Costume Conversations: Resilience and Representation in Cosplay and Beyond

Thomas G. Endres of the University of Northern Colorado, United States, will be presenting a keynote titled “Costume Conversations: Resilience and Representation in Cosplay and Beyond” at The 3rd Kyoto Conference on Arts, Media & Culture (KAMC2022), which will be held alongside The 13th Asian Conference on Media, Communication & Film (MediAsia2022), October 17–20, 2022.

The KAMC/MediAsia2022 Organising Committee is currently calling for papers to be presented at the event. Submit your abstracts by August 1, 2022, to participate.

To participate in KAMC/MediAsia2022 as an audience member, please register for the conference.

This plenary will also be available for IAFOR Members to view online. To find out more, please visit the IAFOR Membership page.



Abstract

Costume Conversations: Resilience and Representation in Cosplay and Beyond

For some, dressing up in costume provides an opportunity to be someone they are not. But for many, the costume allows the person to dress in a way that shows who they really are. In this presentation, Endres shares a preview of his forthcoming book My Costume, Myself: Celebrating Stories of Cosplay and Beyond (Kirk House Press). Beginning with a brief history of costuming and cosplay, and examining the impact of costume messages on self-identification and portrayal, the address focuses primarily on photos and interviews conducted by Endres over a year-long period in venues ranging from New York City to Los Angeles, California. The scenes range from Comic Cons and Festivals to Old West historical reenactments in the streets of Deadwood, South Dakota, United States, and the costumes run the gamut from superheroes to anime/manga to Mediaeval to drag. Both the resilience of subjects, and the ways in which they choose to represent themselves, is found in stories related to grief, health, ability/disability, gender identification, and family relationships. Of particular interest are questions related to depictions of race and culture, and the continuum between “appropriate” and “appropriation.” With the goal of celebration, these stories serve to legitimise and validate this increasingly popular cultural phenomenon.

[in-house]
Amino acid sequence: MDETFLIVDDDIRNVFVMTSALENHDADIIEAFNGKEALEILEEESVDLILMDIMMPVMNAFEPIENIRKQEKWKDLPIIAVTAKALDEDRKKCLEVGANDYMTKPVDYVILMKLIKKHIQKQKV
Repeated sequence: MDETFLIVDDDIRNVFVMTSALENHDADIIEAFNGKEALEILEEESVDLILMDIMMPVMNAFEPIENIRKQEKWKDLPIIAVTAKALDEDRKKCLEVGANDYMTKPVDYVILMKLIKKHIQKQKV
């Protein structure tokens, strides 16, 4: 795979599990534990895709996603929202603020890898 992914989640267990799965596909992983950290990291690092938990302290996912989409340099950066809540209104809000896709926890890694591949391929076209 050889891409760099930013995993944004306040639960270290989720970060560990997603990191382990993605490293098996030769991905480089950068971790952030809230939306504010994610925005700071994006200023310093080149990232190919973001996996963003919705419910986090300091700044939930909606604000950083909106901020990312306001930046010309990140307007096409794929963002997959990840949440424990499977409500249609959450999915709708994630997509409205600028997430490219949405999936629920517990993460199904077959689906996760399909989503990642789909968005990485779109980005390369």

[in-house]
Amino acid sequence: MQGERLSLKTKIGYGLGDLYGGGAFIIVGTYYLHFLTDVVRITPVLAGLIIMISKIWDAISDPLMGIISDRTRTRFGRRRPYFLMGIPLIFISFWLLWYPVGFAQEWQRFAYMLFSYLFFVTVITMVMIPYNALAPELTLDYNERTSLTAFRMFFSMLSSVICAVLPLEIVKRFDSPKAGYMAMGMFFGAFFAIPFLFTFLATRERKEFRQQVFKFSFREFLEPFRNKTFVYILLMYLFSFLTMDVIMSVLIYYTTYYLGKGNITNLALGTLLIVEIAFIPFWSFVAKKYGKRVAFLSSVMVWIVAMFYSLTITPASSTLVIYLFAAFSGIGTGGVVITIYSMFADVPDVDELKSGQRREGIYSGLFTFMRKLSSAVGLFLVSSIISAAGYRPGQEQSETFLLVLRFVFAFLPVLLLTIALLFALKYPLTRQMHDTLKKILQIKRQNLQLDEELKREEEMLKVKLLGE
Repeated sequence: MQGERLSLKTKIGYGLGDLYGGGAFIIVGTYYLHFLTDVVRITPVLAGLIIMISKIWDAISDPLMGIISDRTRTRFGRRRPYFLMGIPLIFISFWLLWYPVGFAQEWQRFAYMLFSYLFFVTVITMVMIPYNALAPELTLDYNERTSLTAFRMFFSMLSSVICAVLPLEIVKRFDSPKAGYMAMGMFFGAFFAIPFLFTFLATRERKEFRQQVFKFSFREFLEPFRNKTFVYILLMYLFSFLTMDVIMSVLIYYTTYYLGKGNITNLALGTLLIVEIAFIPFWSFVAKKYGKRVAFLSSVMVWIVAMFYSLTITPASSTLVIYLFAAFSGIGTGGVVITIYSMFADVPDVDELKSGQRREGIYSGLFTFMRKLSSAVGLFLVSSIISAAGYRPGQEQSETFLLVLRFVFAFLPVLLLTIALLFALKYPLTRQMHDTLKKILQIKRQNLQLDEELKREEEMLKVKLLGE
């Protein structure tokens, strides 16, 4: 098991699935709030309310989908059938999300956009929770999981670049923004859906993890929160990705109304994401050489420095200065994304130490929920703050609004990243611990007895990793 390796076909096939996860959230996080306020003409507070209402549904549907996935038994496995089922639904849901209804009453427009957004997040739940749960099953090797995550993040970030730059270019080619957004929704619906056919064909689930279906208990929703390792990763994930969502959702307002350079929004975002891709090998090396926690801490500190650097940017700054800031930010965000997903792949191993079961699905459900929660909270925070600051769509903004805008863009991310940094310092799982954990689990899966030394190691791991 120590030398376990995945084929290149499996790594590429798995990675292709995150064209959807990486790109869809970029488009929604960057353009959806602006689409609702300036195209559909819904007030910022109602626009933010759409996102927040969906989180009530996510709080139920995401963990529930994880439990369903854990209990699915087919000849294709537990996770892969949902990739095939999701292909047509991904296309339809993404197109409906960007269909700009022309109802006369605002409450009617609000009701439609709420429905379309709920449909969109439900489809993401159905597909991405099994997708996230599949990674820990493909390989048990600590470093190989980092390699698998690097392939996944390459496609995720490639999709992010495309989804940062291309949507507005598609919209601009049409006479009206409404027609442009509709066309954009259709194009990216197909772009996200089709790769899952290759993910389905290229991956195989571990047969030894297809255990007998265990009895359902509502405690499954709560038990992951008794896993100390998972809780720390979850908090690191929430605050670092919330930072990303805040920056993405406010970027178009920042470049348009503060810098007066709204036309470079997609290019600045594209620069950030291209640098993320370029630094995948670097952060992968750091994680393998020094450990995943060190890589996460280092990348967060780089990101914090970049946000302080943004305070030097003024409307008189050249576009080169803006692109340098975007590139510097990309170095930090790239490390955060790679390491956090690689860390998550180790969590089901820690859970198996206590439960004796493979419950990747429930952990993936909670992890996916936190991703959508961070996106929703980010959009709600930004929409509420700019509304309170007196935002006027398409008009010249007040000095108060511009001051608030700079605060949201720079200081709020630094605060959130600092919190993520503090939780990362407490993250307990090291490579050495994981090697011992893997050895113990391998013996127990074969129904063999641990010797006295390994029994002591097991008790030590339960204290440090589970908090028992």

Speaker Biography

Thomas G. Endres
University of Northern Colorado, United States

Thomas G. EndresThomas G. Endres (PhD, University of Minnesota) is Professor of Communication Studies at the University of Northern Colorado, USA, where he serves as coordinator to both COMM's online degree completion program and the Leadership Studies minor. Teaching/research interests include rhetoric and popular culture, storytelling within cultural communities, leadership and group dynamics, and pedagogical tools such as study abroad and online learning. His favourite course to teach is a short-term summer course in Barcelona, Spain. He is author/photographer of the book Sturgis Stories: Celebrating the People of the World's Largest Motorcycle Rally and has published dozens of book chapters and conference proceedings on topics such as father-daughter relationships, tattoos as family identifiers, and the Rocky Horror Picture Show. In 2015 he published the definitive article on Ernest Bormann’s Symbolic Convergence Theory in Wiley-Blackwell's International Encyclopedia of Communication Theory and Philosophy. Tom has delivered over 230 conference presentations worldwide, including TEDtalk ArenaCircle and keynote addresses at conferences in Japan, China, Thailand (where he also served as conference chair for MEDCOM 2016), and the UK. Awards received include Outstanding Professor from the National Speakers Association, Administrator of the Year from the National Communication Association’s National States Advisory Council, and the Lifetime Achievement Award from the Rocky Mountain Communication Association. He is currently writing a new photo-ethnography book on costume and identity and will co-author the next edition of Sellnow's The Rhetorical Power of Popular Culture: Considering Mediated Texts.



Posted by IAFOR

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